If the dome is transparent or translucent, that is okay, as you can cover it with a tea towel or two to make it dark.
The dome should have an inside height of at least 1-1/2 inches.
Step 6 Secure the Dome & Seal
I like to place a weight on the dome to help keep it on the planting tray.
The dome doesn't have to click or lock onto the planting tray. Resting on the rim or lip is perfectly fine.
Again, it is ideal for the dome to fit on top of the planting. If not, do your best to reduce airflow to the planting tray.
For instance, if you place the tray on a rack, like the one above, place the planting tray on a towel. Then wrap the towel up and over the tray and dome to keep drafts from removing moisture from the soil.
I also like to place a towel over the tray, even with the weight on top of the dome. The towel helps reduce drafts and any light that might sneak in.
The towel also helps keep a more even temperature in the tray as the temperature in my home often fluctuates between daytime and nighttime.
Step 7 Leave Them & Then Check Them
Let the seeds germinate and grow. There is no need to check them every day.
In 48 to 72 hours, you can check on the seeds' progress.
One advantage of the domed blackout method is that you do not disturb the seeds and plants when lifting the dome.
However, lifting the dome will change the humidity.
When to Remove the Dome & End the Domed Blackout Method
Using the Home Microgreens Tray System, the time to remove the dome and place the microgreens under lights is when they grow and touch the top of the dome.
Notice how the Red Garnet Amaranth below looks boxy, like the dome.
The "boxy" look is from the plants growing and filling in the space within the dome. The dome has just been removed. So the plants are whiteish, and the root hairs have yet to grow into the soil.
More on this in a minute
If your dome is taller than 1-1/2 or 2 inches. I suggest removing the dome when the plants are 2 inches tall.
They are ready for the lights at that point, and the domed blackout method is over.
Possible Issues With the Domed Blackout Method
There can also be some problems to look out for with the domed blackout method.
But before we get into the problems, let me talk about the white on the soil surface in the photo above.
Domed Method and Root Hairs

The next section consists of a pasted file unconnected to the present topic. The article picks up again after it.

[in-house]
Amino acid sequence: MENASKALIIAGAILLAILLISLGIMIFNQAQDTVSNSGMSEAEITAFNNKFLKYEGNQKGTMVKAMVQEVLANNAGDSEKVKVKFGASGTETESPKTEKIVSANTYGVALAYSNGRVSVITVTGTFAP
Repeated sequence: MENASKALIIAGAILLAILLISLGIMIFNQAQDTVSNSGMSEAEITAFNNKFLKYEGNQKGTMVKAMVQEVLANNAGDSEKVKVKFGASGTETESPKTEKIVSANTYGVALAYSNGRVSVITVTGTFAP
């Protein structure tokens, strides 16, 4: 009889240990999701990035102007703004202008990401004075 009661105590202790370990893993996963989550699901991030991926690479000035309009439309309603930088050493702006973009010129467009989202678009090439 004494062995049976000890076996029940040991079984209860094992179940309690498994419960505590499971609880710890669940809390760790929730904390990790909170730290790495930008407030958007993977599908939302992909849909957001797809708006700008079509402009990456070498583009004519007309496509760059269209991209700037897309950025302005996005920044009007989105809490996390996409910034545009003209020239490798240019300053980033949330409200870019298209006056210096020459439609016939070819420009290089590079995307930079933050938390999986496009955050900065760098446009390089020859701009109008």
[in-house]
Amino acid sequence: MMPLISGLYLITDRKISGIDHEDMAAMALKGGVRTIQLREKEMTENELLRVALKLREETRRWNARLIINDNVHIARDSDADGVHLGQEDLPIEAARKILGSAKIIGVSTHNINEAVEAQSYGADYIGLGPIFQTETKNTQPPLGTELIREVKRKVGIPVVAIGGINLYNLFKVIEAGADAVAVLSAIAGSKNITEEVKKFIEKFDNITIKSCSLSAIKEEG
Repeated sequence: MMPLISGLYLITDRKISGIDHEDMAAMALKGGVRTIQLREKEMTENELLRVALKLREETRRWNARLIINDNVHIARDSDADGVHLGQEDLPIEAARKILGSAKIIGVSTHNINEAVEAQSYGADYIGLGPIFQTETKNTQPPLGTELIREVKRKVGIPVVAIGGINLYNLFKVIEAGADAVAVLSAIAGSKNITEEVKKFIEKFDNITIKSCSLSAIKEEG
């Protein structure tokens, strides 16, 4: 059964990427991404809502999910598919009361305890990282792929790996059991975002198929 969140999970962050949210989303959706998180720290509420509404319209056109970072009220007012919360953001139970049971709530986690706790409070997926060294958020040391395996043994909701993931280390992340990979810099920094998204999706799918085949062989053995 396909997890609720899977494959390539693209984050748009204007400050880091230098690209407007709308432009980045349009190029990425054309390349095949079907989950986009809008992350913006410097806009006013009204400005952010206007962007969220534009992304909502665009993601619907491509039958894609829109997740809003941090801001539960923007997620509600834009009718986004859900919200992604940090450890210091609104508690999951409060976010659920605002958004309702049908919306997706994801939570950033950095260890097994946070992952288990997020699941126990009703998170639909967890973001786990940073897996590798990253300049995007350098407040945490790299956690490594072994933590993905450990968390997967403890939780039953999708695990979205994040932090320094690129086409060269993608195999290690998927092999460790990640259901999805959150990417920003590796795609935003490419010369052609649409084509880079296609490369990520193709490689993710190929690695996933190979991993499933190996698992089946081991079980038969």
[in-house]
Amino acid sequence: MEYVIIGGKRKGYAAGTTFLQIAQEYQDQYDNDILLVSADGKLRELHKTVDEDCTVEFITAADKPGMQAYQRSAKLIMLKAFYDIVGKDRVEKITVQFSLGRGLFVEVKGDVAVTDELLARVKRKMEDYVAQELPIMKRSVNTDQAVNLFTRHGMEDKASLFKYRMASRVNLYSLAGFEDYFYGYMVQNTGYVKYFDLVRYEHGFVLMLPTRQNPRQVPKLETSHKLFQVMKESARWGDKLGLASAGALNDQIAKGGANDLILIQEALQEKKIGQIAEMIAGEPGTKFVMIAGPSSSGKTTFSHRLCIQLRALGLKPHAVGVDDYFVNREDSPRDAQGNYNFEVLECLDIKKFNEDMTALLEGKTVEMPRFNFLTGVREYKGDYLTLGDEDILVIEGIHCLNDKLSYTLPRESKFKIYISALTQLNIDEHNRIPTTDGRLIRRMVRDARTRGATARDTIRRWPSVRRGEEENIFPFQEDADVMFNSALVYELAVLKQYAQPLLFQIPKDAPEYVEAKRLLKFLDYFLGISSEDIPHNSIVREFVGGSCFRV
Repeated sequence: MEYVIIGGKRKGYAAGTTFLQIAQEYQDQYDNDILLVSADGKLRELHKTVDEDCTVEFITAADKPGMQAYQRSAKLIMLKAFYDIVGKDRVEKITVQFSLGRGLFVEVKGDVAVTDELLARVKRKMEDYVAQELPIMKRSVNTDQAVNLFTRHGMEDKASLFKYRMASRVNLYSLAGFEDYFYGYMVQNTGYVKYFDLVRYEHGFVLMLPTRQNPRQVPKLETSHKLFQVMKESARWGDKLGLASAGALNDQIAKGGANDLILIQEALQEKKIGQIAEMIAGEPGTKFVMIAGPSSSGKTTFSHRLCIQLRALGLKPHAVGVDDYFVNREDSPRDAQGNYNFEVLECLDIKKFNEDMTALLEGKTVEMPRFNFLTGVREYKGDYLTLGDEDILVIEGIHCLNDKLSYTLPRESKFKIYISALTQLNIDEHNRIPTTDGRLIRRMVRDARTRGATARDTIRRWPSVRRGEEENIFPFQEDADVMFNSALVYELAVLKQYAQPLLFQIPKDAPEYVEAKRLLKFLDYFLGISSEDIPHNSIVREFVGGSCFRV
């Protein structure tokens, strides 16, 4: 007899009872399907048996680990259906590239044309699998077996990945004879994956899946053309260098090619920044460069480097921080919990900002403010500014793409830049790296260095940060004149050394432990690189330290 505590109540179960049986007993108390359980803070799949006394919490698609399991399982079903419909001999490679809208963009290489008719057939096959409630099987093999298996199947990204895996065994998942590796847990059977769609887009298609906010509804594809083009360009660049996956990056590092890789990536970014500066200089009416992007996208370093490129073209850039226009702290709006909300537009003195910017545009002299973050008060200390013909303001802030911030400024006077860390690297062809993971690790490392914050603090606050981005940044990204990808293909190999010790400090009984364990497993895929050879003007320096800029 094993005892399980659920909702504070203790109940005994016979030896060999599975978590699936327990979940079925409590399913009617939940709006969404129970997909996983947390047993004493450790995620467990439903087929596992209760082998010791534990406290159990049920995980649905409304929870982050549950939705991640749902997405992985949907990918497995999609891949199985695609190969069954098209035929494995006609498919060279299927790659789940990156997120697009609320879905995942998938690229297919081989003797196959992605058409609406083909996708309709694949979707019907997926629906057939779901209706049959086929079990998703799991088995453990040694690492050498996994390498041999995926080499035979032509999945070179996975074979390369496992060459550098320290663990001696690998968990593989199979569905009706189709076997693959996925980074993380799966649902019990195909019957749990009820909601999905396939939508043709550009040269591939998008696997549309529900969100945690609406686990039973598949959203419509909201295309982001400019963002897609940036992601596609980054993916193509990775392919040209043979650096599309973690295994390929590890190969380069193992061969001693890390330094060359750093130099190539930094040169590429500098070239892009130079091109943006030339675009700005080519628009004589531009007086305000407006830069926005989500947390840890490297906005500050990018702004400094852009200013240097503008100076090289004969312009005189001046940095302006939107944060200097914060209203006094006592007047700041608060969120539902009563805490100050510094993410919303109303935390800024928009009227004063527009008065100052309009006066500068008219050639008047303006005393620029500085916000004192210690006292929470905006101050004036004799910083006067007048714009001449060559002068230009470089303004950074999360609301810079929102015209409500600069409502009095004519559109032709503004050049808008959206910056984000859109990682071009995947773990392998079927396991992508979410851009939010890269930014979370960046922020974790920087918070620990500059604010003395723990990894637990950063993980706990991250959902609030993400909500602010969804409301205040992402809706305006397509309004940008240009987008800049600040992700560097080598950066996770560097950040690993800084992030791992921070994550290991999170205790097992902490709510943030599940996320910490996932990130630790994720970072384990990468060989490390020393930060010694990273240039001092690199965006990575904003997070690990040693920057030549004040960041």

When I post pictures of microgreens grown by the domed method, I always get the following comment.
"Is that white mold?"
The answer is no.
The fuzzies you see in the last photograph are root hairs. I have written a very popular article on the difference between root hairs and mold here.
Root hairs are the conduits that readily uptake water into the plant's vascular system.
Because the humidity is so high under a proper dome, the root hairs can capture water from the air and the upper surface of the potting.
Looking closely at trays grown using the weighted blackout method, you can also see root hairs when you take off the tray separator. However, the root hairs are less pronounced than they are in the domed method.
After a day, the root hairs disappear, and all is well. This article goes more in-depth on identifying root hairs and mold.
Main Concern When Using the Domed Blackout Method
If planted correctly, the only problem that frequently occurs with the domed method is too much moisture.
The dome method is more susceptible to condensation for two reasons.
The area under a dome is much larger than under a tray separator, so there is more humid air.
The dome also has a larger surface area and is more exposed to ambient temperature changes.
So differences in temperature between the air inside the dome and the dome surface can cause condensation to form and drop onto the plants.
The temperature difference can become more significant if the tray is placed on a storage rack above the lights. Even LED lights heat up slightly, warming the soil, which drives water to condense against the cooler dome.
Too Much Condensation Isn't Great
Plants grown by the domed method are already considered more fragile and tender. This is the main reason we grow with the domed method.
So extra moisture can quickly ruin a tray of microgreens.
I've done it a few times with Amaranth, by waited too long to remove the dome. My home is much cooler at night than in the daytime. So every night condensation rained down on the plants.
I also place my blackout trays on the upper shelves. I almost always have warm lights heating the trays during the daytime, and at night when they shut off, the tray cools, and condensation forms.
Solution to Condensation Problems
Condensation is why I only water the upper 1/3 of the planting tray. Extra moisture can only cause problems.
However, that isn't enough.
Store your blackout trays on shelves without lights, or at least, on lower shelves (I don't because I'm tall, and it makes it harder to check on the trays - lazy, I know) without lights below them. Remove a heat source.
Here is the most helpful tip after the fact: tip the dome when you remove it to check on the seedlings.
Lift one side higher than the other, so the condensation on the dome runs to the curved edge.
Then you can dump the water that pools up.
This also lowers the humidity under the dome.
Summary of the Domed Blackout Method
The domed blackout method can be used to grow most microgreens.
However, the weighted blackout method and its sister, the buried blackout method, are better choices as microgreens seem to thrive when grown with those methods.
However, the domed method shines when growing amaranth, many mustards, and other thin-stemmed and fragile microgreens.
We will use the principles of the domed blackout method in the next and last germination method of this how to germinate microgreens series.
Use the form below to get updated when that article and others are published.